Lightning could have been an essential chemical element in the appearance of life on earth

How life on earth came about is a question that is still debated in the scientific community. Several hypotheses have been made for this purpose. But a recent discovery in the suburbs of Chicago, USA, could change the game. As stated above, this is an accidental discovery. It dates back to 2016. That year, a piece of fulgurite, a mass of molten sediment created by lightning, was found in Glen Ellyn.

A sample entrusted to scientists at the University of Leeds

In light of this discovery, the local authorities quickly took a sample and returned it to Wheaton College. The sample was then given to a team of researchers at the University of Leeds, UK, for analysis. In fact, at this point the group was already working on a study of the formation of fulgurites. Benjamin Hess (Ph.D. and lead author of the study) and his colleagues were surprised to find that the sample contained a large amount of Schreibersite, a water-soluble phosphate mineral.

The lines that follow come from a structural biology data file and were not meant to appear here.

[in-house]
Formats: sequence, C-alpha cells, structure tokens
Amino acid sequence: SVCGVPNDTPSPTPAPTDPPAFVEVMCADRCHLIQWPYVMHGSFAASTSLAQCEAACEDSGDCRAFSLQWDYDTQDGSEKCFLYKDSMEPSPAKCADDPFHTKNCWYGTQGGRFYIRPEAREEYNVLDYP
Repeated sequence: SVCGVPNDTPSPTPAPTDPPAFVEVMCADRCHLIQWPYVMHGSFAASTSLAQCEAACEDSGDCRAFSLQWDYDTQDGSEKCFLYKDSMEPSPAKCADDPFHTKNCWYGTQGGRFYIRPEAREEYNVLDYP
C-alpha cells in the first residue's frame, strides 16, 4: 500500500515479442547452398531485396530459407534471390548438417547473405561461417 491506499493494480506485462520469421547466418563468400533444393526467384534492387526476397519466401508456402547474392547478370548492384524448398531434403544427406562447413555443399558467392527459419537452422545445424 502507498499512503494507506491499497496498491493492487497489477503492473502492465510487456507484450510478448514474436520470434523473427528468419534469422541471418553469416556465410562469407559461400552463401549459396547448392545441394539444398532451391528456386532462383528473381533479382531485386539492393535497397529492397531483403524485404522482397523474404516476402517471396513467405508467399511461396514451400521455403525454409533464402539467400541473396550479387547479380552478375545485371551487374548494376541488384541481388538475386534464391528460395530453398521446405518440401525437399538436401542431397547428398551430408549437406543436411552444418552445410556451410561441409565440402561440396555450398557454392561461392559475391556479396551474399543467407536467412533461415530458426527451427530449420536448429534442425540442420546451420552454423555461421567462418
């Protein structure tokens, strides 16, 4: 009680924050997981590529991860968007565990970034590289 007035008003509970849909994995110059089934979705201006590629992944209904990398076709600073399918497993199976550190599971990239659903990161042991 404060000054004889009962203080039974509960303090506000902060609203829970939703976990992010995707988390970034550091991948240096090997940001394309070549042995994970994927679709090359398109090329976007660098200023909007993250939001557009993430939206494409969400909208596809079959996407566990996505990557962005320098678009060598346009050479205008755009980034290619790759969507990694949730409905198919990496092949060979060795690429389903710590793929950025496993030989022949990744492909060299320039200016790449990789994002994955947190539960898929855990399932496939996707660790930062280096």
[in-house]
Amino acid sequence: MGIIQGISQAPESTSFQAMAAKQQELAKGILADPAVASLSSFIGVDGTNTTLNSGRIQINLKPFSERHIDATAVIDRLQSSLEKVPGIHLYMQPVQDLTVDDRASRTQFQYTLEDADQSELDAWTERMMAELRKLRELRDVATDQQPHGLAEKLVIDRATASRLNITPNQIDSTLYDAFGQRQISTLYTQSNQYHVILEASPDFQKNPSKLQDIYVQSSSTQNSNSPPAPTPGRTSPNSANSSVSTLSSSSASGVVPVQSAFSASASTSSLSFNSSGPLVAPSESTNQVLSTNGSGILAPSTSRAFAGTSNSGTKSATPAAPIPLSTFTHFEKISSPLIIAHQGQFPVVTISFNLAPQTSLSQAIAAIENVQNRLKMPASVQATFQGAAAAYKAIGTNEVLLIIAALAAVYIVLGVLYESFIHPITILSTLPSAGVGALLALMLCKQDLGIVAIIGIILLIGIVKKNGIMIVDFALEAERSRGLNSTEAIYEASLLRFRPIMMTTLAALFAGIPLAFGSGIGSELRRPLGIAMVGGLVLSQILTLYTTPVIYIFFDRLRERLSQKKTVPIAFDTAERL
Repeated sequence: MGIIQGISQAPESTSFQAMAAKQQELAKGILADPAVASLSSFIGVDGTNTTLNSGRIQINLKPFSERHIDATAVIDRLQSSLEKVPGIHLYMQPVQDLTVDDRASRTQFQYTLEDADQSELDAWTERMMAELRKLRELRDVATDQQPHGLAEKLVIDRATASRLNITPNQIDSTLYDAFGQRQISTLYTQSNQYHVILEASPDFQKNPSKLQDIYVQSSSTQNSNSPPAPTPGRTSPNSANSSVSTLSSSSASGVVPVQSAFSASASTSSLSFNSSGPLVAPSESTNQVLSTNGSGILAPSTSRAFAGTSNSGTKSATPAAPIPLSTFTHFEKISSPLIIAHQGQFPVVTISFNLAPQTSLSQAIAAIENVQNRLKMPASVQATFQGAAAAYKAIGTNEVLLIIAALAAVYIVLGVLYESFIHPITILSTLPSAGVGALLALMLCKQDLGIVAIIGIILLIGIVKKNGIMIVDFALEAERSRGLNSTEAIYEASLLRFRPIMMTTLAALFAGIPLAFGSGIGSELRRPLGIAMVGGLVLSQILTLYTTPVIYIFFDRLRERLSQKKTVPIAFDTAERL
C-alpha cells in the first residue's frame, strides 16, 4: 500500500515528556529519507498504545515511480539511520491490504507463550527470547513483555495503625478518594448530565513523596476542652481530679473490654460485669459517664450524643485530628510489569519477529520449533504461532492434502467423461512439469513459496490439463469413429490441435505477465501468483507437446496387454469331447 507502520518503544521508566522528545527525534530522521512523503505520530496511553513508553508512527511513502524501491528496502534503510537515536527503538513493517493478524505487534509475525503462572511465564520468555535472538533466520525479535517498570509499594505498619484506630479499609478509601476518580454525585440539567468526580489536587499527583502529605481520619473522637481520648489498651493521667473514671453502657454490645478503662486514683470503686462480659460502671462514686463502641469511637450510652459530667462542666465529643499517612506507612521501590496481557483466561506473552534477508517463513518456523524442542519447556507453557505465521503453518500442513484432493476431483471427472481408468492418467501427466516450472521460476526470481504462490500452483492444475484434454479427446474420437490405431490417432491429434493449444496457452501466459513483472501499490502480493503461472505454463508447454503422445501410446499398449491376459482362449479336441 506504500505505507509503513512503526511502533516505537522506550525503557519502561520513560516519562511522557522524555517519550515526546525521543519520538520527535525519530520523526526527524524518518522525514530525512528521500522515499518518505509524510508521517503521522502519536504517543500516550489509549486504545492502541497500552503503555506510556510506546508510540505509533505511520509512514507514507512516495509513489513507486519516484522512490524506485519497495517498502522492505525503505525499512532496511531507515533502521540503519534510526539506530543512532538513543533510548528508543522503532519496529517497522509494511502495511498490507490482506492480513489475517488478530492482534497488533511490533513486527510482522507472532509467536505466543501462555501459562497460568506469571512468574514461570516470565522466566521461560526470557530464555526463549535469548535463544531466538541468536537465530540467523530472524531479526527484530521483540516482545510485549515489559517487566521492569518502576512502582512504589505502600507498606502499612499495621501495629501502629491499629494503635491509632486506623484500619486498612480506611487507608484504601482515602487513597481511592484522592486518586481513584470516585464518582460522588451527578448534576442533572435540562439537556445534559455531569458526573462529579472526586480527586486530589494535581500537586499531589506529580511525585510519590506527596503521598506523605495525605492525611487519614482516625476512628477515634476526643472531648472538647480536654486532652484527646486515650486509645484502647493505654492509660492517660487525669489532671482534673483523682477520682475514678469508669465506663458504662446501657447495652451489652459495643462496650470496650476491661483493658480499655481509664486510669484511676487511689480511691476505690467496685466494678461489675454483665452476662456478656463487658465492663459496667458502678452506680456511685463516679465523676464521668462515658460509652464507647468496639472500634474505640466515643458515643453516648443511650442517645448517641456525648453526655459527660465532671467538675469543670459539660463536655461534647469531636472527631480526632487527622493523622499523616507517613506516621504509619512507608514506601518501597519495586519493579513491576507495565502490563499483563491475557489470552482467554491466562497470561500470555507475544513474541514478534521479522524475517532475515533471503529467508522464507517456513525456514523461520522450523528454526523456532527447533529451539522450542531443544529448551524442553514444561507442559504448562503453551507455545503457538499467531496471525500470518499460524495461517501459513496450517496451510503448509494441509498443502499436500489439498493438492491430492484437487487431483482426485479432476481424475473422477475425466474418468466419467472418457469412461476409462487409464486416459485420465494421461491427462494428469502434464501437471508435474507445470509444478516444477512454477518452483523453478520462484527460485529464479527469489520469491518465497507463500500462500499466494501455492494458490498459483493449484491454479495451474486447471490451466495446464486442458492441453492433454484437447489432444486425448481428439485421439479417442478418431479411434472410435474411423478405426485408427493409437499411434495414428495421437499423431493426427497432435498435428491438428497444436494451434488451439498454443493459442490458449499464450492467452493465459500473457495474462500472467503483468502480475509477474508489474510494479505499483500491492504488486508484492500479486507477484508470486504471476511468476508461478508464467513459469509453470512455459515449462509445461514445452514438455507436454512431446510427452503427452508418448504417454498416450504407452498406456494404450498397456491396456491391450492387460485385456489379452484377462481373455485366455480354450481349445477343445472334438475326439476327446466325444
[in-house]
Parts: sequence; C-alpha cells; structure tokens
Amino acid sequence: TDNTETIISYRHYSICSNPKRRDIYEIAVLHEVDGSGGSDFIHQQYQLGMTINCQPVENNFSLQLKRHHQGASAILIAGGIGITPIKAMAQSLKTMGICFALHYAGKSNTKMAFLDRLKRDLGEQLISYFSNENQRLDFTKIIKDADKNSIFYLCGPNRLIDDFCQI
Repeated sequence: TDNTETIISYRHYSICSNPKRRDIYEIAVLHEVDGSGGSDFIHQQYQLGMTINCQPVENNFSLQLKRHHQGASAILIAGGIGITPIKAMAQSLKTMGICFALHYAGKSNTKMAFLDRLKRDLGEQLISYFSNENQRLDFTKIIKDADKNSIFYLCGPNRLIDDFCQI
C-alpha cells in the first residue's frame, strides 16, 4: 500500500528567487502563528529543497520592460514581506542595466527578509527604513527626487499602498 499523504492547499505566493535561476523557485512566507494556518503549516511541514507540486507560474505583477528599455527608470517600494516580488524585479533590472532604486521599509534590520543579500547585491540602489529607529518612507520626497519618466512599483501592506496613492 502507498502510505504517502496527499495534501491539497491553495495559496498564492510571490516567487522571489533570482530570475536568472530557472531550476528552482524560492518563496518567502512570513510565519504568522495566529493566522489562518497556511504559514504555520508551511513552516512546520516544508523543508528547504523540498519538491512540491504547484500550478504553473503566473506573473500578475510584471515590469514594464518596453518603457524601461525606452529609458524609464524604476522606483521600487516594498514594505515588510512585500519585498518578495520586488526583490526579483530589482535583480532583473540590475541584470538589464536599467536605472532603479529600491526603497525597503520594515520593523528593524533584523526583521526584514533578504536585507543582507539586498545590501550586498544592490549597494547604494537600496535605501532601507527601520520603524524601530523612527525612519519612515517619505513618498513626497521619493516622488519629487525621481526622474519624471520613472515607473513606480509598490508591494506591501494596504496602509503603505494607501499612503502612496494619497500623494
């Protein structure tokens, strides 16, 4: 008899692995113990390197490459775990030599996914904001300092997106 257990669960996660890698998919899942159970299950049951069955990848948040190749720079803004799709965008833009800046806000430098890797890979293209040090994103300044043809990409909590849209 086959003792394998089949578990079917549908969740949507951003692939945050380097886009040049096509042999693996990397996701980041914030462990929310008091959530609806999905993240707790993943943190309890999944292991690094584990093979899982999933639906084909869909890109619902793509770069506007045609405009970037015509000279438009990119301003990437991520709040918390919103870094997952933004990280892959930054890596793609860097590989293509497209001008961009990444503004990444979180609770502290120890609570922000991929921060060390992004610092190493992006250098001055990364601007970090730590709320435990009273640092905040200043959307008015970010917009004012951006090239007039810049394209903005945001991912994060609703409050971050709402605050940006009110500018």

Phosphorus, an important chemical element for life

For Hess, this discovery could modify the theories about the origin of soluble phosphates in water. Indeed, phosphorus is an important chemical element for life. Cells need it to make DNA and RNA. It is also required for other important functions. The earth is certainly full of phosphorus, but the element is mainly enclosed in minerals that cannot dissolve in water. Due to the importance of the latter for microorganisms, this could slow down the development of life.

Phosphorus, an important chemical element for life. Photo credit: Shutterstock / Jaswe

A discovery that could be useful in finding extraterrestrial life

One theory suggests that most of the soluble phosphorus was provided in small amounts by extraterrestrial rocks. However, researchers believe that the number of meteorites hitting Earth decreased dramatically after the event that created the moon, making the amount of available phosphorus insufficient.

In addition, the effects of extraterrestrial rocks are often more devastating than beneficial to living things. Benjamin Hess believes that lightning, which often hits the earth, is the source of the phosphorus that contributed to the development of life.

This discovery could not only help unravel the secrets of our planet’s past, but also be useful in finding life on other worlds, especially on exoplanets. Note that the study was published in the journal Nature.